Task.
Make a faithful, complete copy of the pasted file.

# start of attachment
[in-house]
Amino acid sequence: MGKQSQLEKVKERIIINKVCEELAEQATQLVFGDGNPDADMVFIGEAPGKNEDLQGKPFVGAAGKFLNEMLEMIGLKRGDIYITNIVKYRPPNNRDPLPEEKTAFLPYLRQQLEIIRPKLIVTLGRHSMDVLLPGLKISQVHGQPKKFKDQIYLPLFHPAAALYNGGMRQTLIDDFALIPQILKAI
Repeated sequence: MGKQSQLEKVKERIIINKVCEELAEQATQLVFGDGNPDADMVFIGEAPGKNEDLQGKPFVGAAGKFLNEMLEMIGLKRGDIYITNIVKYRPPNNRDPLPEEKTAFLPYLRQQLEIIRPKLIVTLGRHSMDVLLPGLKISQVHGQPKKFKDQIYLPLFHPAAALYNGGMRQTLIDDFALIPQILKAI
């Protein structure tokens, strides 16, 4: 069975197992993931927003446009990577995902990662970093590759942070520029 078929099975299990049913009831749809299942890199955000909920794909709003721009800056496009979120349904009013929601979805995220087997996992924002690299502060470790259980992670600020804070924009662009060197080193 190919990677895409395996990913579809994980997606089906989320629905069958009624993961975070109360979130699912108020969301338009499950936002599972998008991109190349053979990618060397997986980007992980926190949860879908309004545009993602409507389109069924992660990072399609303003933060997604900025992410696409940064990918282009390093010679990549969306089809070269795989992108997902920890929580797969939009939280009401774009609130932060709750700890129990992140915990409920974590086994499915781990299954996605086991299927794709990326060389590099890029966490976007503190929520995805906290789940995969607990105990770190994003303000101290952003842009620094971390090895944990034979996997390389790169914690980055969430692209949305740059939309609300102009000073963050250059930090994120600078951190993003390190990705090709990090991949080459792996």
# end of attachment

[in-house]
Amino acid sequence: MGKQSQLEKVKERIIINKVCEELAEQATQLVFGDGNPDADMVFIGEAPGKNEDLQGKPFVGAAGKFLNEMLEMIGLKRGDIYITNIVKYRPPNNRDPLPEEKTAFLPYLRQQLEIIRPKLIVTLGRHSMDVLLPGLKISQVHGQPKKFKDQIYLPLFHPAAALYNGGMRQTLIDDFALIPQILKAI
Repeated sequence: MGKQSQLEKVKERIIINKVCEELAEQATQLVFGDGNPDADMVFIGEAPGKNEDLQGKPFVGAAGKFLNEMLEMIGLKRGDIYITNIVKYRPPNNRDPLPEEKTAFLPYLRQQLEIIRPKLIVTLGRHSMDVLLPGLKISQVHGQPKKFKDQIYLPLFHPAAALYNGGMRQTLIDDFALIPQILKAI
């Protein structure tokens, strides 16, 4: 069975197992993931927003446009990577995902990662970093590759942070520029 078929099975299990049913009831749809299942890199955000909920794909709003721009800056496009979120349904009013929601979805995220087997996992924002690299502060470790259980992670600020804070924009662009060197080193 190919990677895409395996990913579809994980997606089906989320629905069958009624993961975070109360979130699912108020969301338009499950936002599972998008991109190349053979990618060397997986980007992980926190949860879908309004545009993602409507389109069924992660990072399609303003933060997604900025992410696409940064990918282009390093010679990549969306089809070269795989992108997902920890929580797969939009939280009401774009609130932060709750700890129990992140915990409920974590086994499915781990299954996605086991299927794709990326060389590099890029966490976007503190929520995805906290789940995969607990105990770190994003303000101290952003842009620094971390090895944990034979996997390389790169914690980055969430692209949305740059939309609300102009000073963050250059930090994120600078951190993003390190990705090709990090991949080459792996």